LIVE STREAM at 10:00 am: The Battle for Pakistan

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Few places in the world have assumed as much importance for the United States and its allies since 2001 as Pakistan’s northwestern tribal regions, which have served as a base for the mix of militants seeking to attack the governments, militaries, and civilians of the United States, Afghanistan, Pakistan, and others. In just over half of the serious plots against the West since 2004, alleged militants received training at camps in Pakistan.
Yet eight years the fall of the Taliban and their flight to Pakistan’s border areas, we still know little about the regions in which they live, and from which they plan and execute attacks against American forces across the border in Afghanistan.
Today from 10:00 am to 12:15 pm, the New America Foundation/Counterterrorism Strategy Initiative, along with Foreign Policy magazine, is launching a set of papers that provide a unique window into Pakistan and how militants operate there.
Here is the schedule for today’s event:
Introduction
Peter Bergen
Co-Director, Counterterrorism Strategy Initiative
New America Foundation
Author, The Osama Bin Laden I Know
Panel 1: Politics and Military Operations in Pakistan’s Northwest
Panelists
Hassan Abbas
Quaid-i-Azam Chair Professor, Columbia University, South Asia Institute
Bernard Schwartz Fellow, Asia Society
Author, “Inside Pakistan’s North-West Frontier Province: The Political Landscape of the Insurgency”
Sameer Lalwani
Research Fellow, Counterterrorism Strategy Initiative
New America Foundation
PhD Student, Political Science, Massachusetts Institute of Technology
Author, “Pakistan’s COIN Flip: The Recent History of Pakistani Military Counterinsurgency Operations in the NWFP and FATA”
Moderator
Susan Glasser
Executive Editor, Foreign Policy Magazine
Panel 2: The Battle for Pakistan: Militancy and Conflict in the Tribal Regions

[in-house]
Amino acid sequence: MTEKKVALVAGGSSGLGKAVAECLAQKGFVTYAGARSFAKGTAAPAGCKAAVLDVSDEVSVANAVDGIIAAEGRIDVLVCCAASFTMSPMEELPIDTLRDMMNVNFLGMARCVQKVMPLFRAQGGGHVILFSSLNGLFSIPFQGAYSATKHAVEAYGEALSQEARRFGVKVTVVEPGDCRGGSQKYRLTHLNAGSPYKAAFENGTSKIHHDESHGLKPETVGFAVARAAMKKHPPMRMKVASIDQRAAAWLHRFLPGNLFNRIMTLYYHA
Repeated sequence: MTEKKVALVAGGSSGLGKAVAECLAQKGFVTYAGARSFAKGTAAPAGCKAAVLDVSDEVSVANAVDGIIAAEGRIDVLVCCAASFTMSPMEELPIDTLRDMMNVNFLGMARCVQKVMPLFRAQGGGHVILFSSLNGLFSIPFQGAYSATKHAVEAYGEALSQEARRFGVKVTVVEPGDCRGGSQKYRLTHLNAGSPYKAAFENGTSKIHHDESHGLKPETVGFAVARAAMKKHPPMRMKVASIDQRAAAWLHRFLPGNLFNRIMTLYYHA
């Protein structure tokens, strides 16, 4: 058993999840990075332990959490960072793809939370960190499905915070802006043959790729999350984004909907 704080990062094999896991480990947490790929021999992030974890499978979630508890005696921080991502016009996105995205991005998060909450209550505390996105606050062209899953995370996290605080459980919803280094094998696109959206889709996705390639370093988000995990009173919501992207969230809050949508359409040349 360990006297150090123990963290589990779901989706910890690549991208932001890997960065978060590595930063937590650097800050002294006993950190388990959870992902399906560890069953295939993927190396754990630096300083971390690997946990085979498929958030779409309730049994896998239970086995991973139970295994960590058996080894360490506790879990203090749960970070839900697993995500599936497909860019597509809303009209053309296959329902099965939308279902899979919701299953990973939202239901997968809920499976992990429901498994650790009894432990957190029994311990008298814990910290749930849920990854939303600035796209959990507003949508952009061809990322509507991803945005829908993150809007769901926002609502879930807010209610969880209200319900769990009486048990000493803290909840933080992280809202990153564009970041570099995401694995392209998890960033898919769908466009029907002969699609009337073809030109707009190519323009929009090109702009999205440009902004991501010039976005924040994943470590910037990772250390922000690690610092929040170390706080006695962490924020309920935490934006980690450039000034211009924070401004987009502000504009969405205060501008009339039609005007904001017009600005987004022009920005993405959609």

Panelists
Imtiaz Ali
Jennings Randolph Senior Fellow
United States Institute of Peace
Brian Fishman
Counterterrorism Research Fellow, New America Foundation
Author, “Militancy and Conflict in the Tribal Regions”
Co-author, “Militancy and Conflict in North Waziristan”
Catherine Collins
Co-Author, The Man From Pakistan (2008)
Co-Author, “Financing the Taliban: Tracing the dollars behind the insurgencies in Afghanistan and Pakistan”
Moderator
Peter Bergen
Co-Director, Counterterrorism Strategy Initiative
New America Foundation
Author, The Osama Bin Laden I Know
— Katherine Tiedemann

Comments

One comment on “LIVE STREAM at 10:00 am: The Battle for Pakistan

  1. chumanist says:

    The debate regarding Pakistan tribal areas in the North -western zone and the policies dilemmas/enigmas that both the United States and the government of Pakistan faces has to be rationally and pragmatically tabled by keeping in view the followings points:
    That since the very creation of the state of Pakistan, the northwestern region has had been maintaining the status qu0 with regards to its traditions,customs, mores.
    That the security of the border between Afghanistan and Pakistan was deemed a matter of local responsibility. Therefore, the founder of the nation, Quid-e-Azam, Mohammad Ali Jinnah did respect the sentiments of the the local people and did not attempt to alter the course of this criterion.
    That the tribal society in the northwestern region has an organic relation of thinking patterns that are almost similar to the Afghan society.
    That the tribal society remained under the chaos of backwardness displayed by its people.
    That the governments in past, did not give so much importance in terms of the socio economic development of this region because of limited resources.
    That the war on terror induced challenges for the government in Islamabad.
    That the former President Perviaz Musharraf adopted a policy that has had no grave and serene policy deliberations.
    That as for the America,to demand a military action in the tribal areas of Pakistan, seems to have been an issue that was to be previewed and thoughtfully debated in the Parliament of Pakistan.
    That with the inception of an army action in that illiteracy, poverty stricken area of Pakistan provoked the sentiments of the local people and there started a thinking erosion in the local people, more sentimentally exploited by the local Afghans.
    That the syndrome of Talbanization began to spread over the whole tribal region. So what ever remain the classification of the Taliban, the fact remains that like the layers of an onion the extremist Taliban are killed and replaced by a new group.
    The use of drone attacks in the tribal region has also generated a feeling of hatred and animosity against the foreign actors.
    Therefore the task of tackling this syndrome or menace of Tantalization can never be achieved by waging a war against it.

    Reply

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